Michael: The Gabby Rush, the sequelNow that Gabby has announced her retirement from the State Senate to run for the open CD 8 seat, it has set off something of a scramble in southern Arizona politics. Gabby's Senate seat will become vacant and the Pima County Supervisors will have to fill it from a list of three nominees provided by LD 28's elected PCs. The PCs, including myself, will probably meet in mid-December to decide on the slate of three. The obvious first two candidates will be current LD 28 Representatives David Bradley and Ted Downing. The real wild-card is who will be the third.
Of course, if either Bradley or Downing is selected by the Supes, that will set off a new and more open scramble to fill the vacated representative seat.
There are many worthies who would be willing to fill either the Senate or the theoretical Representative slate of candidates. Many office-holders and workers-behind-the-scenes will circulate their names as candidates among the LD 28 PCs over the next two weeks. I have already received several calls on the subject. Most of the names wouldn't mean anything to anyone who doesn't attend Party meetings and follow Party politics closely.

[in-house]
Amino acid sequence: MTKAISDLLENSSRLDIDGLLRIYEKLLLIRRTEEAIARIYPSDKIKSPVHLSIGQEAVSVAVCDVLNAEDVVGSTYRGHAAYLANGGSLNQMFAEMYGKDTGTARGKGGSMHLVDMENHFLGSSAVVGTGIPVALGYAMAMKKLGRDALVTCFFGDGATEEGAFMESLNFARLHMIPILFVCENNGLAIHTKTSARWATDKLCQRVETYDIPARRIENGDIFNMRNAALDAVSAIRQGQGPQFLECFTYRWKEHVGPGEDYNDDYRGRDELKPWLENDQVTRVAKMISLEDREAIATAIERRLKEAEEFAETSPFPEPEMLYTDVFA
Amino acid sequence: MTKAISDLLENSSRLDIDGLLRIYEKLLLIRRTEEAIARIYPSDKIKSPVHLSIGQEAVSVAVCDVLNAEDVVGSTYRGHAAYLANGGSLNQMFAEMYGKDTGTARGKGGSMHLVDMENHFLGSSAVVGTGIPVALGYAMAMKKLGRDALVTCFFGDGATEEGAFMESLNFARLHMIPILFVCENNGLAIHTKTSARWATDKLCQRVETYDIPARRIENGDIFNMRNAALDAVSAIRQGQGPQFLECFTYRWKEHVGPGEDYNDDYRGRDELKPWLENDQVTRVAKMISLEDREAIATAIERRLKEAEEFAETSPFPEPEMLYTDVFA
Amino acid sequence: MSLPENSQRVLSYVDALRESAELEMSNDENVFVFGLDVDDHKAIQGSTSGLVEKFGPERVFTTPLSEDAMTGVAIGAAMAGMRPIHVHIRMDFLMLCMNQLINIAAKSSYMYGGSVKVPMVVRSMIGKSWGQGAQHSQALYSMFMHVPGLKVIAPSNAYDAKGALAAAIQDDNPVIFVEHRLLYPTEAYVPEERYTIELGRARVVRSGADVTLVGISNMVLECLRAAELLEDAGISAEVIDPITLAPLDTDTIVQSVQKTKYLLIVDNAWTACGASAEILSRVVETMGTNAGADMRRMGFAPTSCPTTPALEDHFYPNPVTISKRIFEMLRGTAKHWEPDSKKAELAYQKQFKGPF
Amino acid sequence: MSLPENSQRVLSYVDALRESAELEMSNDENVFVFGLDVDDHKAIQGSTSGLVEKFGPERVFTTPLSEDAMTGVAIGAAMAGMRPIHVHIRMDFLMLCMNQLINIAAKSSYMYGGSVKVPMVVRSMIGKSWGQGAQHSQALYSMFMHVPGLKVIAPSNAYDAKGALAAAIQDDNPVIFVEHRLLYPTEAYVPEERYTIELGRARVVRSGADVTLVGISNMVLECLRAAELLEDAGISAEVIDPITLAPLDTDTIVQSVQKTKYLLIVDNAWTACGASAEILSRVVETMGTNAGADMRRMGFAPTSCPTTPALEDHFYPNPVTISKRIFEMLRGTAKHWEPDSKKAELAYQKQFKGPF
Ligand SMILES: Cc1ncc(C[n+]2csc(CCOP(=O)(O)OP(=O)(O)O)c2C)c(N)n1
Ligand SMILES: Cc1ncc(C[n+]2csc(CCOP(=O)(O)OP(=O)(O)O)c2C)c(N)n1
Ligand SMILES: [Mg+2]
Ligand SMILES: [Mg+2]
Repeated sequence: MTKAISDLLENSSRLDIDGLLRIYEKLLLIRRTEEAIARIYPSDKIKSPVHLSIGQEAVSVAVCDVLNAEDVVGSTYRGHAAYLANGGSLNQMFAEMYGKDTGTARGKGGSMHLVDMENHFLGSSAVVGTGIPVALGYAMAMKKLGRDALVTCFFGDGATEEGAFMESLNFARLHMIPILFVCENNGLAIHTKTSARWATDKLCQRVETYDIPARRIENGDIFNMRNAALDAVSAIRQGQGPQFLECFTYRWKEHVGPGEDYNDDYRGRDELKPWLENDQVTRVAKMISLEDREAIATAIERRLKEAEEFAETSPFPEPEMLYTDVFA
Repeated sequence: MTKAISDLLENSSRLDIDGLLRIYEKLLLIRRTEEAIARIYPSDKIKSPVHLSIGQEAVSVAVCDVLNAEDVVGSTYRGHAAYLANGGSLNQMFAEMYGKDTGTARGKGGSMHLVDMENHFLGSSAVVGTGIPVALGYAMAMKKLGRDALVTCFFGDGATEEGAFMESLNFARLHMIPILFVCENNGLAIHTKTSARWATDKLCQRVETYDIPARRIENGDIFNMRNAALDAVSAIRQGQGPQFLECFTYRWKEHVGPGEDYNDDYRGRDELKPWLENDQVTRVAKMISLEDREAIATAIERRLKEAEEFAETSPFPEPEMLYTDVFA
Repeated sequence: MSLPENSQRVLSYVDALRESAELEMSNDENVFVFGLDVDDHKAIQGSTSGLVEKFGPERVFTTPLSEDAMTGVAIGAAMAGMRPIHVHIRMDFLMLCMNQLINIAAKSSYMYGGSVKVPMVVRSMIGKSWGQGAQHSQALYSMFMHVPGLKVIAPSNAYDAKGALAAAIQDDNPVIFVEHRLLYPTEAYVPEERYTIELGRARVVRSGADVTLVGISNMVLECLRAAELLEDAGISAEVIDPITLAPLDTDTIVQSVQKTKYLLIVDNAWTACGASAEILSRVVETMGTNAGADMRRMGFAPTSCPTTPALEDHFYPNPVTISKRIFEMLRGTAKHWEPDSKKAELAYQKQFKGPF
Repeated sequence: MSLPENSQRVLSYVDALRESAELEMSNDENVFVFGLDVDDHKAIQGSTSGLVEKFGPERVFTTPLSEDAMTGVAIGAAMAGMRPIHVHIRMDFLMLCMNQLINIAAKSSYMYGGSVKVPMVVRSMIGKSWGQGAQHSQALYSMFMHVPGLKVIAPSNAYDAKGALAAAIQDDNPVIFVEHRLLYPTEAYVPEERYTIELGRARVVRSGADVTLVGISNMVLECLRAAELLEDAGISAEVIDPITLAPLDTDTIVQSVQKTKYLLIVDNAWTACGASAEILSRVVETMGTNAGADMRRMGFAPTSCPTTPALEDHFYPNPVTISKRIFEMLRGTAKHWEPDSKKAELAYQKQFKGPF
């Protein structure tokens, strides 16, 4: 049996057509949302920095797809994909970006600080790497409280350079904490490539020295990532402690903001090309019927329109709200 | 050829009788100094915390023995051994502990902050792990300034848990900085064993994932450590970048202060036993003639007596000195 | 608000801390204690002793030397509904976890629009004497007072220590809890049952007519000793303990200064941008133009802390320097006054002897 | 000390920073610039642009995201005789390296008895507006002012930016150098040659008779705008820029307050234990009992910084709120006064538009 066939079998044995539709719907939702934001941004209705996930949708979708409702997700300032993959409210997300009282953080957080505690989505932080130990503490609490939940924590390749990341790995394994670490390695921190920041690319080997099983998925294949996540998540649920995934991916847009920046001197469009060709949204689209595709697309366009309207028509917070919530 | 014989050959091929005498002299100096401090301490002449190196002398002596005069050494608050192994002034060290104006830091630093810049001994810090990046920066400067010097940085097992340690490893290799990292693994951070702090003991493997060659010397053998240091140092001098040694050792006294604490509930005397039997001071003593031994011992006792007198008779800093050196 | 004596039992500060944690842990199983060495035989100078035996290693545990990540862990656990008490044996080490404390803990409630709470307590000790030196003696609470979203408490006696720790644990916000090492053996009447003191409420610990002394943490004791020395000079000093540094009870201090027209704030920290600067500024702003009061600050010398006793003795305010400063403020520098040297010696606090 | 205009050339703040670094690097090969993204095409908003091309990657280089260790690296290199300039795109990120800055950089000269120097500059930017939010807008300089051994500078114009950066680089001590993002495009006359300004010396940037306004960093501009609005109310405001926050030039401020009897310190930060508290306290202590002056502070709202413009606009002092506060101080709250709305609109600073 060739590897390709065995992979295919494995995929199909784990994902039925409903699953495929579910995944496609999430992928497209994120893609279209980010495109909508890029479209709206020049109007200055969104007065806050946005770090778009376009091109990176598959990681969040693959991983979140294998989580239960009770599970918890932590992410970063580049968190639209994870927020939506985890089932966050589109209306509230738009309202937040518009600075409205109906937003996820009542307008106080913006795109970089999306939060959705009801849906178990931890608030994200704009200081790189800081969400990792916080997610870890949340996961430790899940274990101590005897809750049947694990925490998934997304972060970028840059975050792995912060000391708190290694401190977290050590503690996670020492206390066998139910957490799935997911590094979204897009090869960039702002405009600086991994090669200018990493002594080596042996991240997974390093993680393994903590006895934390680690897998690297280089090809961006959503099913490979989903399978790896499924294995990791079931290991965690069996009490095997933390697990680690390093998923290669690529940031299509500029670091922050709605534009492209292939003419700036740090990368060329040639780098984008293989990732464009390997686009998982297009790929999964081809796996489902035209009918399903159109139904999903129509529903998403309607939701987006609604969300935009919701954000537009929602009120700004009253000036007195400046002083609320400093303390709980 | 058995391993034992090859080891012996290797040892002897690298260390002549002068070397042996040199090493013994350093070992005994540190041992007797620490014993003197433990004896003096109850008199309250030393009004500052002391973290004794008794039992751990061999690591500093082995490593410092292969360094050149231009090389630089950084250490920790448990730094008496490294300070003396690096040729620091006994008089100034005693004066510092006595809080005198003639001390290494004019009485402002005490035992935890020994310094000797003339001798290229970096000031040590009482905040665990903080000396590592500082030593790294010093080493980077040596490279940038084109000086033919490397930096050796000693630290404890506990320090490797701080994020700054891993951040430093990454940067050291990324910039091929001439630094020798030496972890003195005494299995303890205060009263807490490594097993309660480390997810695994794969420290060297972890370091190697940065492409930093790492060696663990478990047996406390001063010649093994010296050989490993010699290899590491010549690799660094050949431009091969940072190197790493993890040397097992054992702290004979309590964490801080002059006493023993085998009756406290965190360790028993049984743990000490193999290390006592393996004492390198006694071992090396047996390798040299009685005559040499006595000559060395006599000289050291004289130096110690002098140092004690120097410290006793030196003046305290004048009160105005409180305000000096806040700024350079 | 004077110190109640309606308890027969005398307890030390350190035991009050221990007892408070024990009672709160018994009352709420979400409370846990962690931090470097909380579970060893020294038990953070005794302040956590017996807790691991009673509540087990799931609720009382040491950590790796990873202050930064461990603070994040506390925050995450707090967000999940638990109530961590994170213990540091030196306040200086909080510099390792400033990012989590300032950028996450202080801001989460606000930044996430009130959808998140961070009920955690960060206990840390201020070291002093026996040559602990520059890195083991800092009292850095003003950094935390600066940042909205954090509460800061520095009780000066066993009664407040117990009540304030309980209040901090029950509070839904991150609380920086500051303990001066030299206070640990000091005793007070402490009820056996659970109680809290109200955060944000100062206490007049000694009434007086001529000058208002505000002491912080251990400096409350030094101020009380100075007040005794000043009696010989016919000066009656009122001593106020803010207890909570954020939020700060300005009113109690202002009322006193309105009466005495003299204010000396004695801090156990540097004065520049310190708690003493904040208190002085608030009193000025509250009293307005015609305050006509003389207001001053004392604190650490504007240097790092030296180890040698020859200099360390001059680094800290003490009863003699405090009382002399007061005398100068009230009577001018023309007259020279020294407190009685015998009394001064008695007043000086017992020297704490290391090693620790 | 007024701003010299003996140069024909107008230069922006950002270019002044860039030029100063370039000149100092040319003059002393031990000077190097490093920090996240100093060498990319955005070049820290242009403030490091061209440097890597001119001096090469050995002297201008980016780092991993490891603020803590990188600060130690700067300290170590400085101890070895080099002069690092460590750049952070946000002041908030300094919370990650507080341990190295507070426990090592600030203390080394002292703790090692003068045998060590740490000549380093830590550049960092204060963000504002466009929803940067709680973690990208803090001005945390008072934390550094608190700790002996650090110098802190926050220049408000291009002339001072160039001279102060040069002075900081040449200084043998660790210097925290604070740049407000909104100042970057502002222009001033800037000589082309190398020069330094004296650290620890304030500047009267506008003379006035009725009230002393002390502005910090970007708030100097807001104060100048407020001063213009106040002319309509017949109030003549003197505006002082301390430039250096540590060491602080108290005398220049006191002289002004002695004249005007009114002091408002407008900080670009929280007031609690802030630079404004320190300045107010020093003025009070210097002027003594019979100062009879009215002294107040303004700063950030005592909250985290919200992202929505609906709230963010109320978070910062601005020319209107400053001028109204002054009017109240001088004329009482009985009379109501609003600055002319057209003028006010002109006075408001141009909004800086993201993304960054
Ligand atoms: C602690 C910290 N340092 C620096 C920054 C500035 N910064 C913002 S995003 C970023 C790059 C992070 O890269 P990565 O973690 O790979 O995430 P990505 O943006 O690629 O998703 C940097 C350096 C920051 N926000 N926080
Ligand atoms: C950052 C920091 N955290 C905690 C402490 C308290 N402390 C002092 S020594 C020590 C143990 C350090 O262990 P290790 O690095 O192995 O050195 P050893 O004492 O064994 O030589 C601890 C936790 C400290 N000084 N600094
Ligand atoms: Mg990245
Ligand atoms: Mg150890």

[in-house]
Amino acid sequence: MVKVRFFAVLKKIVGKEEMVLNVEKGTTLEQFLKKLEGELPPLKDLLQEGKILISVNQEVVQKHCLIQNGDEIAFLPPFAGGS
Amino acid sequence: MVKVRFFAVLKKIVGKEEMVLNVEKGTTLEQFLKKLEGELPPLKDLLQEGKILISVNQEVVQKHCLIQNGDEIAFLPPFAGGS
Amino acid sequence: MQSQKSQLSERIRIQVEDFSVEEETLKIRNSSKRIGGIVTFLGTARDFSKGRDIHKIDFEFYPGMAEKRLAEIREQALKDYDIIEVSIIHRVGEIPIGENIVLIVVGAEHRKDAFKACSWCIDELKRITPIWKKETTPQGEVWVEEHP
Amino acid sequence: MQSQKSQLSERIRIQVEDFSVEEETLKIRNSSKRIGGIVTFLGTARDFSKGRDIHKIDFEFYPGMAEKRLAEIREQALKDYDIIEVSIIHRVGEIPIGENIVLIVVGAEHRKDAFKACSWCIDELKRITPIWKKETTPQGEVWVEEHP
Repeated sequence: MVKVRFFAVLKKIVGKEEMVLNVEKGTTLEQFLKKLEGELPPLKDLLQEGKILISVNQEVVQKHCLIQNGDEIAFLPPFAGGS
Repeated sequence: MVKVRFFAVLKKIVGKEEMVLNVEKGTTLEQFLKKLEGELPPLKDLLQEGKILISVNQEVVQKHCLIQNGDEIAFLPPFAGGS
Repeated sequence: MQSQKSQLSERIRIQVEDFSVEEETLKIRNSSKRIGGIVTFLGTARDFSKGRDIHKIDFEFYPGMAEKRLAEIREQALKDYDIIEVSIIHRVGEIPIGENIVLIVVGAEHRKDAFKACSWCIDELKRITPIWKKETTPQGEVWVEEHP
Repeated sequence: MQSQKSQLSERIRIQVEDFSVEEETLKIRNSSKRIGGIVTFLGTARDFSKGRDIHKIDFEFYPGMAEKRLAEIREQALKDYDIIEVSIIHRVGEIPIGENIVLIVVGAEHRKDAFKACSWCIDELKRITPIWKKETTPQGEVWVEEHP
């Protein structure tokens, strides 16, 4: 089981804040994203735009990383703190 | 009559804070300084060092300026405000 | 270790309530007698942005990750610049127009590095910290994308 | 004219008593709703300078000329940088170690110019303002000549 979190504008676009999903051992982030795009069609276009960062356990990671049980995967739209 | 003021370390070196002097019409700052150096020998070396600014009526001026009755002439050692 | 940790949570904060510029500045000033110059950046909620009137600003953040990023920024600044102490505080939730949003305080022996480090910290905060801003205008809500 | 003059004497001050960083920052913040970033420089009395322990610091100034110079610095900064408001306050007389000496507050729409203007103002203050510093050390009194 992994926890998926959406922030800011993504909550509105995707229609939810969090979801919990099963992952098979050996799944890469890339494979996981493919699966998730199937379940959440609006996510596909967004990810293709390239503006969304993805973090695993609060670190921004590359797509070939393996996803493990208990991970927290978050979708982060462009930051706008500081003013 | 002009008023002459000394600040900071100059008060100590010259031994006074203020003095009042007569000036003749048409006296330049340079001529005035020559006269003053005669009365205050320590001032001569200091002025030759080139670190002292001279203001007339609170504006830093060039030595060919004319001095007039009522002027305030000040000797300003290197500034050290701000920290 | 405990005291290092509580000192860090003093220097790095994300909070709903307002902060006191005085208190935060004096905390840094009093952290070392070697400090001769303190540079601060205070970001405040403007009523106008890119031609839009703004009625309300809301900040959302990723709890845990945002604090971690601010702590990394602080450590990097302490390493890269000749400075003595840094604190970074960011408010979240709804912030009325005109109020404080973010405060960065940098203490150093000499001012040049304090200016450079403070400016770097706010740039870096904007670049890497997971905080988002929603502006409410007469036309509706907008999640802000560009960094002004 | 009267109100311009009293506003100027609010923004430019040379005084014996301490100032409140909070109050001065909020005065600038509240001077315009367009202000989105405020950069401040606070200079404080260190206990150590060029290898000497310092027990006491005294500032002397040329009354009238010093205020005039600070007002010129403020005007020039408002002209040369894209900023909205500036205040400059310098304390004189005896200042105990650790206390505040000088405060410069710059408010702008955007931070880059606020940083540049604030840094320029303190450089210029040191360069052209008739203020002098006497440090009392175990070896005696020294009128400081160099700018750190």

One interesting aspect that I am convinced will have a decisive impact on the process is gender politics. Gabby herself has expressed hope that her successor will be a woman. It appears that Sharon Bronson, a Democratic Pima County Supervisor that will play a key role in selecting from the slate of candidates, may also be disposed to ensure that a woman is selected.
This means that if a woman is able to get on the LD 28 PC slate of three that she may have an advantage over the Bradley and Downing. Downing has expressed an interest in running for the Senate seat next year even if he isn't appointed, so gender politics may tilt toward appointing a woman now and letting the voters have the final say in the next election.
Even if Bradley or Downing are selected for the seat, which may be more likely if a third man is slated by the LD 28 PCs, gender politics could play a role in filling the appointee's vacated Representative office. At that point, the pressure to appoint a woman may become more intense, given that the Senate seat will have gone to man.